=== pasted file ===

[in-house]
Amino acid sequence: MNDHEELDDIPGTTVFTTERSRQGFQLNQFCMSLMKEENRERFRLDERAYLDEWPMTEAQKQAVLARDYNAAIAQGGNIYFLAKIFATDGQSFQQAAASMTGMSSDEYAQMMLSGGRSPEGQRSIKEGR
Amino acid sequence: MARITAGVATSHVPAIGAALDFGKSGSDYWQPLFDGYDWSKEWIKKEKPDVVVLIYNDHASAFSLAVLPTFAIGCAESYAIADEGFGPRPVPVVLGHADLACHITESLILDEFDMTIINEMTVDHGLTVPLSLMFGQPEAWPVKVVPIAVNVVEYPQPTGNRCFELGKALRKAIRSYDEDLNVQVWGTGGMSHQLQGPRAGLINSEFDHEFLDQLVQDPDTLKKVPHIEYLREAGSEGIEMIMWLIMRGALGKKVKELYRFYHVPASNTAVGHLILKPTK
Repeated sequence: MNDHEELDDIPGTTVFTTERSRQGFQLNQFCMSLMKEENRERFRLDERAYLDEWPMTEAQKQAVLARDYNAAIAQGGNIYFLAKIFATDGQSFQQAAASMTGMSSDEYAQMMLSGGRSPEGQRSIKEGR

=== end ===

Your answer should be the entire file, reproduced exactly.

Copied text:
[in-house]
Amino acid sequence: MNDHEELDDIPGTTVFTTERSRQGFQLNQFCMSLMKEENRERFRLDERAYLDEWPMTEAQKQAVLARDYNAAIAQGGNIYFLAKIFATDGQSFQQAAASMTGMSSDEYAQMMLSGGRSPEGQRSIKEGR
Amino acid sequence: MARITAGVATSHVPAIGAALDFGKSGSDYWQPLFDGYDWSKEWIKKEKPDVVVLIYNDHASAFSLAVLPTFAIGCAESYAIADEGFGPRPVPVVLGHADLACHITESLILDEFDMTIINEMTVDHGLTVPLSLMFGQPEAWPVKVVPIAVNVVEYPQPTGNRCFELGKALRKAIRSYDEDLNVQVWGTGGMSHQLQGPRAGLINSEFDHEFLDQLVQDPDTLKKVPHIEYLREAGSEGIEMIMWLIMRGALGKKVKELYRFYHVPASNTAVGHLILKPTK
Repeated sequence: MNDHEELDDIPGTTVFTTERSRQGFQLNQFCMSLMKEENRERFRLDERAYLDEWPMTEAQKQAVLARDYNAAIAQGGNIYFLAKIFATDGQSFQQAAASMTGMSSDEYAQMMLSGGRSPEGQRSIKEGR